What was advertised in a colonial American newspaper 250 years ago today?
“At his SHOP in PITT-STREET.”
Advertisements for consumer goods and services in the August 3, 1770, edition of the New-Hampshire Gazette included addresses of various sorts. James McMasters sold English good at his store “on Spring Hill.” Stephen Hardy stocked a similar inventory at his shop “in PITT STREET.” Breeches makers James Haslett and Mathew Haslett pursued their trade “in King Street,” while Samuel Foster made boots and shoes at his shop “in Queen-street.” Thomas Achincloss sold textiles and hardware at his shop “at the Sign of the Marquis of Rockingham, King street.”
With the exception of Spring Hill, each of these landmarks invoked political figures in England. King Street and Queen Street made general reference to the monarchy, but also evoked images of George III and Queen Charlotte. Residents of Portsmouth named Pitt Street for William Pitt the Elder, the prime minister from July 30, 1766, through October 14, 1768. Pitt was a popular figure among American colonists as a result of his leadership during the Seven Years War and his opposition to the Stamp Act. Similarly, Charles Watson-Wentworth, the second Marquess of Rockingham and former prime minister, earned acclaim in America due to his support for constitutional rights for the colonies. He immediately preceded Pitt as prime minister, serving from July 13, 1765, through July 30, 1766. During his brief time in office, he oversaw the repeal of the Stamp Act.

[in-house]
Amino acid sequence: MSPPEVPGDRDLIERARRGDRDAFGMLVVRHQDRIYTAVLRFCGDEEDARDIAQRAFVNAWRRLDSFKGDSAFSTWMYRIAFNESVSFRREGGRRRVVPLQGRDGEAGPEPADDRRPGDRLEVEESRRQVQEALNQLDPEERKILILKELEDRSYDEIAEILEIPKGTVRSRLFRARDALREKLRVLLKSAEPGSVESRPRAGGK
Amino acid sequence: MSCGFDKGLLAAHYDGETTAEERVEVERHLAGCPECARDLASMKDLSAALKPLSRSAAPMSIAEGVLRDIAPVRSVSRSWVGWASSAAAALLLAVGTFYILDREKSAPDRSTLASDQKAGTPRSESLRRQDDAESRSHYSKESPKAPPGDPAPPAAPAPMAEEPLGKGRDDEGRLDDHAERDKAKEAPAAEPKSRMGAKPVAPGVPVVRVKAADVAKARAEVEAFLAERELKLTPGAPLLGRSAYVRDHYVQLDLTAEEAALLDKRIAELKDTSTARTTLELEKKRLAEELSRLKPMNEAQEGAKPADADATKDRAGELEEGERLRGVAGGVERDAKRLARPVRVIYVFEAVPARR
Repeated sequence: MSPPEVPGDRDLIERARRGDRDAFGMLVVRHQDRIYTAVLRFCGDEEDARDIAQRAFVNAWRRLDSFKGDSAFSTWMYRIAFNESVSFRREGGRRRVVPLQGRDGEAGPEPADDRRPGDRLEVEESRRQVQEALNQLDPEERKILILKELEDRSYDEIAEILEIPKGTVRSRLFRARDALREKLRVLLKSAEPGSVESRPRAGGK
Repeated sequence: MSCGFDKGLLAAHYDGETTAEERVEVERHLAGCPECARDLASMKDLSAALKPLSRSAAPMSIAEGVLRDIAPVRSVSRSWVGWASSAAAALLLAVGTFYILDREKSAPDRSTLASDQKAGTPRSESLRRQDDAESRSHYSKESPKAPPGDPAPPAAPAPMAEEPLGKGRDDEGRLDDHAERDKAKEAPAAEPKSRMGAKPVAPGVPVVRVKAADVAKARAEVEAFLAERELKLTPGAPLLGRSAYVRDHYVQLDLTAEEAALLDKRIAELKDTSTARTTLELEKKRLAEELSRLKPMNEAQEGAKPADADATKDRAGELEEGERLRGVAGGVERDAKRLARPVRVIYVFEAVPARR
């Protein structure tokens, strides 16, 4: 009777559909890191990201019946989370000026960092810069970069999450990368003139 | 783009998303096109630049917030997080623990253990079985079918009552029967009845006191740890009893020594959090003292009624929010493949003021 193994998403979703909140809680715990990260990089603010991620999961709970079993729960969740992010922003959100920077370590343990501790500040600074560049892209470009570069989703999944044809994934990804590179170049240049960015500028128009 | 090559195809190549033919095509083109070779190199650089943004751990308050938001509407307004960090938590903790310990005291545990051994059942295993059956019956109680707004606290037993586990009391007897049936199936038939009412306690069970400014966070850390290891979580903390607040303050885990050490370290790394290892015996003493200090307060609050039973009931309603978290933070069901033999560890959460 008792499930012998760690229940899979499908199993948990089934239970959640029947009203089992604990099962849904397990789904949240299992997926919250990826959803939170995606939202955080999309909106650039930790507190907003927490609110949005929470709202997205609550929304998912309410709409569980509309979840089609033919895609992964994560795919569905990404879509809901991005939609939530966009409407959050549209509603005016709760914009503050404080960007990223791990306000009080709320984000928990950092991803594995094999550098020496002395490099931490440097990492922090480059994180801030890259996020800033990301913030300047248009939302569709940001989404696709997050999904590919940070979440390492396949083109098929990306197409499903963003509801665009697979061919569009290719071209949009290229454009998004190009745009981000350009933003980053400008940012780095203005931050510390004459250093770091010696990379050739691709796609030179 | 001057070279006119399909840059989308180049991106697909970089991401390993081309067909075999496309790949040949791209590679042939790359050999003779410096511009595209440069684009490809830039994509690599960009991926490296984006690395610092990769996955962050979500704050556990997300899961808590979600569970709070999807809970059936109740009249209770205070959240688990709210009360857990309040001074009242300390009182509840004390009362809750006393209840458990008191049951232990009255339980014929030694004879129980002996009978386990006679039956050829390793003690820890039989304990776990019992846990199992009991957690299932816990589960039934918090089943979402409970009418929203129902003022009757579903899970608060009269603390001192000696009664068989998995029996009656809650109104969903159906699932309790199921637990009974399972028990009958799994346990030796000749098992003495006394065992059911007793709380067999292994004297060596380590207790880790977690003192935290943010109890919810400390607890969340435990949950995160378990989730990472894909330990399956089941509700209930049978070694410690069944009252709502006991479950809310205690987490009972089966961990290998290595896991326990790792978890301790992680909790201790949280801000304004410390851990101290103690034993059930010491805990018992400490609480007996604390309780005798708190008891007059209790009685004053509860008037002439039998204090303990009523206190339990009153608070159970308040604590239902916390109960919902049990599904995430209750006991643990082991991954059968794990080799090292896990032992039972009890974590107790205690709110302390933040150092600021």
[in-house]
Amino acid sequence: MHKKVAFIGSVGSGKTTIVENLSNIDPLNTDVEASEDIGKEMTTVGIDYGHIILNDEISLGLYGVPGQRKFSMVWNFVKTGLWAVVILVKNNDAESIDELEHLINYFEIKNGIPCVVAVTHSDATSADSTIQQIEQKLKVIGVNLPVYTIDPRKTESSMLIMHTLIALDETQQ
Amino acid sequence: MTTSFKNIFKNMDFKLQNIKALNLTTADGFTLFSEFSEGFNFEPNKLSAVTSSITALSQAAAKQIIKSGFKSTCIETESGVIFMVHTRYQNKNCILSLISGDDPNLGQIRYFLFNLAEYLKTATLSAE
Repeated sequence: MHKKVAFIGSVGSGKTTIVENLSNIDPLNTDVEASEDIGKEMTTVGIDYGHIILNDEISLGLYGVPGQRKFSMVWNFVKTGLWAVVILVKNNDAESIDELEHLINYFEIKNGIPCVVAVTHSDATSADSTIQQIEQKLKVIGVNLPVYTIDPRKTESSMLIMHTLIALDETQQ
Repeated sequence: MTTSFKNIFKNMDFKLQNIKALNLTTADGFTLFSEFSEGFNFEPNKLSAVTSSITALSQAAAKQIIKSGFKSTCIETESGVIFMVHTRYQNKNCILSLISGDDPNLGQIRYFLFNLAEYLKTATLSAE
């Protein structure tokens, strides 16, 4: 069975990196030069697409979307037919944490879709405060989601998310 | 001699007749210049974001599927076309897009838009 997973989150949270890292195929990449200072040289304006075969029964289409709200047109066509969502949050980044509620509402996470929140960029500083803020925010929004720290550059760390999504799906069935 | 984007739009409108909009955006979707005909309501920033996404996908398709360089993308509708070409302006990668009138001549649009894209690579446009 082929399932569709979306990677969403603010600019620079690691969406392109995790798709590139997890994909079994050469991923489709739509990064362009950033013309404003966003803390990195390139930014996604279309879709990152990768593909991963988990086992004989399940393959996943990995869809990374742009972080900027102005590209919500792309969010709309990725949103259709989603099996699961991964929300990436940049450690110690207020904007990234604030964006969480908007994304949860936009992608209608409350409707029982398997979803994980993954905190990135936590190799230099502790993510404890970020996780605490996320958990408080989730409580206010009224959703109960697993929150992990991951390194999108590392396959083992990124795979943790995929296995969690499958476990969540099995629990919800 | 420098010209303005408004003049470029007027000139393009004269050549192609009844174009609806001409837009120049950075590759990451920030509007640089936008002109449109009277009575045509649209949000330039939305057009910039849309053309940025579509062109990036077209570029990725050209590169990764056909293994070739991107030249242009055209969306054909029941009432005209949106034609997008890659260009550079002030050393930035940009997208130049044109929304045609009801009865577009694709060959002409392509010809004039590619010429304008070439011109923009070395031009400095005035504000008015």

These street names and shop signs testify to the expectations that many colonists had of their relationship to Great Britain throughout much of the imperial crisis that eventually culminated in the American Revolution. Many colonists, most even, did not originally conceive of separating from the British Empire and the many advantages it bestowed upon them. Instead, they sought redress of grievances, hoping to exercise traditional English rights on the other side of the Atlantic. Many simultaneously asserted their allegiance to the monarchy and revered members of Parliament who defended American interests. The location of Achincloss’s shop “at the Sign of the Marquis of Rockingham, King street” encapsulated the sentiments of those coloniosts.